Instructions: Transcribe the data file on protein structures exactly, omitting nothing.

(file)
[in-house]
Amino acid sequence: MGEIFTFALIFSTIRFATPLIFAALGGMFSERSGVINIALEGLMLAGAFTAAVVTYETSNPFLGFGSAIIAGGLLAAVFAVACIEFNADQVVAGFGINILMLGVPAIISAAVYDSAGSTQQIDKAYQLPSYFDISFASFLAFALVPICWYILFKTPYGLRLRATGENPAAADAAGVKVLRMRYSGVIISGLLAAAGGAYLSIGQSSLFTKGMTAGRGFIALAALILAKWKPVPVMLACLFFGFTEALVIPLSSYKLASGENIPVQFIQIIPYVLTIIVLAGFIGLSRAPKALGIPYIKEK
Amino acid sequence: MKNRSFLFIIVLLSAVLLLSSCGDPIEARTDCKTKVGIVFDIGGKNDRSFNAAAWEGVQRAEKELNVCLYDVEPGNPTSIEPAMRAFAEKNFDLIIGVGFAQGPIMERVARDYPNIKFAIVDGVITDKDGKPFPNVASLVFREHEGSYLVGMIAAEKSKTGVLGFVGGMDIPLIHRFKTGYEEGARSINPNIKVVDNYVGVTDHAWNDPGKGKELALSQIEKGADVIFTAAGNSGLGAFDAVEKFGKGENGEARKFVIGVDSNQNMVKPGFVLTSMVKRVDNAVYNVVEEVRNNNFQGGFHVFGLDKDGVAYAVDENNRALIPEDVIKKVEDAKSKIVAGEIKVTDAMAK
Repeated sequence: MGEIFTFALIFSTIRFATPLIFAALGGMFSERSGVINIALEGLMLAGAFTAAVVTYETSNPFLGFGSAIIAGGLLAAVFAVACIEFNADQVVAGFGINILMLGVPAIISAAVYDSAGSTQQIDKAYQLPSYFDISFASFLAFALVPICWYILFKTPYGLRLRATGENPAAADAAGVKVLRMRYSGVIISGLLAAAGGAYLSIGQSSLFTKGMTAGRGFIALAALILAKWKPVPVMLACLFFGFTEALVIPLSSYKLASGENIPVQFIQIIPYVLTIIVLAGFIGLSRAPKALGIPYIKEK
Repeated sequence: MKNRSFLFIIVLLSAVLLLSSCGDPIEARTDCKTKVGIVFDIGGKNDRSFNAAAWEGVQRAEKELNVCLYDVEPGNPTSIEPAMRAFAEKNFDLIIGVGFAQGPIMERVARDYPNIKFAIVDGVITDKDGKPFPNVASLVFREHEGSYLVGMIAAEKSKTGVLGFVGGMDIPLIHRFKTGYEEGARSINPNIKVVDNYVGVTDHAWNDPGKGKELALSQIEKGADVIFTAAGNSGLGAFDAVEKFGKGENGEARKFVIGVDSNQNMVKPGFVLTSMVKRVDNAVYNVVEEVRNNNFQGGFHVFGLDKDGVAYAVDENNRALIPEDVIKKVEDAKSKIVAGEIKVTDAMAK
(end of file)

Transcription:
[in-house]
Amino acid sequence: MGEIFTFALIFSTIRFATPLIFAALGGMFSERSGVINIALEGLMLAGAFTAAVVTYETSNPFLGFGSAIIAGGLLAAVFAVACIEFNADQVVAGFGINILMLGVPAIISAAVYDSAGSTQQIDKAYQLPSYFDISFASFLAFALVPICWYILFKTPYGLRLRATGENPAAADAAGVKVLRMRYSGVIISGLLAAAGGAYLSIGQSSLFTKGMTAGRGFIALAALILAKWKPVPVMLACLFFGFTEALVIPLSSYKLASGENIPVQFIQIIPYVLTIIVLAGFIGLSRAPKALGIPYIKEK
Amino acid sequence: MKNRSFLFIIVLLSAVLLLSSCGDPIEARTDCKTKVGIVFDIGGKNDRSFNAAAWEGVQRAEKELNVCLYDVEPGNPTSIEPAMRAFAEKNFDLIIGVGFAQGPIMERVARDYPNIKFAIVDGVITDKDGKPFPNVASLVFREHEGSYLVGMIAAEKSKTGVLGFVGGMDIPLIHRFKTGYEEGARSINPNIKVVDNYVGVTDHAWNDPGKGKELALSQIEKGADVIFTAAGNSGLGAFDAVEKFGKGENGEARKFVIGVDSNQNMVKPGFVLTSMVKRVDNAVYNVVEEVRNNNFQGGFHVFGLDKDGVAYAVDENNRALIPEDVIKKVEDAKSKIVAGEIKVTDAMAK
Repeated sequence: MGEIFTFALIFSTIRFATPLIFAALGGMFSERSGVINIALEGLMLAGAFTAAVVTYETSNPFLGFGSAIIAGGLLAAVFAVACIEFNADQVVAGFGINILMLGVPAIISAAVYDSAGSTQQIDKAYQLPSYFDISFASFLAFALVPICWYILFKTPYGLRLRATGENPAAADAAGVKVLRMRYSGVIISGLLAAAGGAYLSIGQSSLFTKGMTAGRGFIALAALILAKWKPVPVMLACLFFGFTEALVIPLSSYKLASGENIPVQFIQIIPYVLTIIVLAGFIGLSRAPKALGIPYIKEK
Repeated sequence: MKNRSFLFIIVLLSAVLLLSSCGDPIEARTDCKTKVGIVFDIGGKNDRSFNAAAWEGVQRAEKELNVCLYDVEPGNPTSIEPAMRAFAEKNFDLIIGVGFAQGPIMERVARDYPNIKFAIVDGVITDKDGKPFPNVASLVFREHEGSYLVGMIAAEKSKTGVLGFVGGMDIPLIHRFKTGYEEGARSINPNIKVVDNYVGVTDHAWNDPGKGKELALSQIEKGADVIFTAAGNSGLGAFDAVEKFGKGENGEARKFVIGVDSNQNMVKPGFVLTSMVKRVDNAVYNVVEEVRNNNFQGGFHVFGLDKDGVAYAVDENNRALIPEDVIKKVEDAKSKIVAGEIKVTDAMAK